Since the first question is an opinion question that the student must make based upon her values, the second question will be addressed with respect to Harper Lee's characterization of Atticus Finch:
Truly, Atticus Finch reacts in character to Bob Ewell's attack. When Ewell, who has reinforced the town's opinion of him as a reprobate by his false accusations of Tom Robinson, crude language, and ignorance, spits tobacco juice in the face of Atticus Finch in retaliation for being proven a man of no integrity and embarrassed--somehow--before those in the courtroom, Atticus reacts by "turning the other cheek" and not lowering himself to the same level as Bob by striking him. For, it is a fight that Ewell wants so that he can, then, feel better about himself when he successfully beats Atticus,
"Too proud to fight, you n****-lovin' bastard?"
Stephanie Crawford, the town gossip, says that Atticus replied, "No, too old."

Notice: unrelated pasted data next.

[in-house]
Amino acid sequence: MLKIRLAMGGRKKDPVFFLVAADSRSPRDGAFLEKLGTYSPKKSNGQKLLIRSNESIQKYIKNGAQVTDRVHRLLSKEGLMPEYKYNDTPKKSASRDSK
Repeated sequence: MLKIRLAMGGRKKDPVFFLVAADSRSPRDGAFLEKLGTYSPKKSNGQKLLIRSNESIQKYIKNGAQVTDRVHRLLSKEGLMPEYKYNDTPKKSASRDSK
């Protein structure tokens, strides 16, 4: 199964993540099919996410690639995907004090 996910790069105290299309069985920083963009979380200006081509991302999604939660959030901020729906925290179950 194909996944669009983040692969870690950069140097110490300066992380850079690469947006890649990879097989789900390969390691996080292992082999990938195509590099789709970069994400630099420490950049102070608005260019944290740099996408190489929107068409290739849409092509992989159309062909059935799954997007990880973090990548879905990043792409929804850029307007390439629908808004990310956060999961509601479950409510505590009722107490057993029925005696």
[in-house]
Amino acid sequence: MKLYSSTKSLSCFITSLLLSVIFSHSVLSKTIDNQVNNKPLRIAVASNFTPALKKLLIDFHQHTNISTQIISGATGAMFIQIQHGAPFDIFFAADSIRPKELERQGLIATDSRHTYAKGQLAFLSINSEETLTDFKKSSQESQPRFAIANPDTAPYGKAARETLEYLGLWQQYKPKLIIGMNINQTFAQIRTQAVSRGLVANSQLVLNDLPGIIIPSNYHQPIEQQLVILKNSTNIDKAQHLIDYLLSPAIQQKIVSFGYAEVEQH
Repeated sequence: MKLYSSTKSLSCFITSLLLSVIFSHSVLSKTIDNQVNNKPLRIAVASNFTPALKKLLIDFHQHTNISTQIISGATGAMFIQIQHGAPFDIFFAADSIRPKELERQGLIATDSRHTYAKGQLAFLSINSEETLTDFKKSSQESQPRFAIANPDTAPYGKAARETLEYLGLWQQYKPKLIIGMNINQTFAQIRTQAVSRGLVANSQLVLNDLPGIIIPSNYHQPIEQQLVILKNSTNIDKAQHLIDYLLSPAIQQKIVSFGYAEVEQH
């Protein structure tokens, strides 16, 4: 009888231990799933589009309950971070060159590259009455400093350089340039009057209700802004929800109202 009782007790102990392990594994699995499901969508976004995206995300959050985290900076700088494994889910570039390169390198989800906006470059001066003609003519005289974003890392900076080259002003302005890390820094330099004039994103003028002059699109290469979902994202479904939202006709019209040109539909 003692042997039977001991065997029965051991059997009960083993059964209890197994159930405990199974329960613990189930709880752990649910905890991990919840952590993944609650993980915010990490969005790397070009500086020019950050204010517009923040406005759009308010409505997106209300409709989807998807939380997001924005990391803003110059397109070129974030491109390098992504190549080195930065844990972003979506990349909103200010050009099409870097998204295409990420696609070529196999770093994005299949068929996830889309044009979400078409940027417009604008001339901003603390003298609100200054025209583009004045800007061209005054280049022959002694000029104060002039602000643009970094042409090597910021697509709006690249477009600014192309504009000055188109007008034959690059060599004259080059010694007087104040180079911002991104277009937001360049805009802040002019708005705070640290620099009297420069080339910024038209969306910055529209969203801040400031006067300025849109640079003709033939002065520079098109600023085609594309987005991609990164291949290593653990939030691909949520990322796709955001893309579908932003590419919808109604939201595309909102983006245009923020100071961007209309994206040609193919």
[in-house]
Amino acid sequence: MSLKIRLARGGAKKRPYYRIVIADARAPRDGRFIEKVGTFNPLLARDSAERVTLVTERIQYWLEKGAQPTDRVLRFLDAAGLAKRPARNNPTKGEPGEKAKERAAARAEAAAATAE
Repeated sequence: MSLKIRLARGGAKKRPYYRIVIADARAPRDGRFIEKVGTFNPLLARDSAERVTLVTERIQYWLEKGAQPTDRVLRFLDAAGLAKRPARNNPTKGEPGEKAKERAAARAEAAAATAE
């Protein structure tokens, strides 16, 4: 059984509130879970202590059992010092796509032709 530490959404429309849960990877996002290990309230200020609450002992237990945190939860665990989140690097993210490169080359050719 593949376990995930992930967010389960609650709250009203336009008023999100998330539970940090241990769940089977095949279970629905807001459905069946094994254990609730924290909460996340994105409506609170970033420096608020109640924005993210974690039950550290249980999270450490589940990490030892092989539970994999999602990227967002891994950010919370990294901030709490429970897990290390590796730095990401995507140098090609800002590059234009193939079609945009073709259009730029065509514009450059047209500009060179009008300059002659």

Later to his children Atticus expresses his basic philosophy again, telling his son to
"...stand in Bob Ewell's shoes minute. I destroyed his last shred of credibility at that trial, if he had any....The man had to have some kind of comeback, his kind always does. So if spitting in my face and threatening me saved Mayella Ewell one extra beating, that's something I'll gladly take. He had to take it out on somebody ....You understand?"
As an attorney, a prestigious position at the time of the novel, Atticus feels he must set an example before the Idler's Club that sits around the courthouse. Therefore, he does not stoop to fighting, and he also does not fall into the trap that Ewell has set for him as he would love to fight Atticus. This behavior is all in character for Atticus.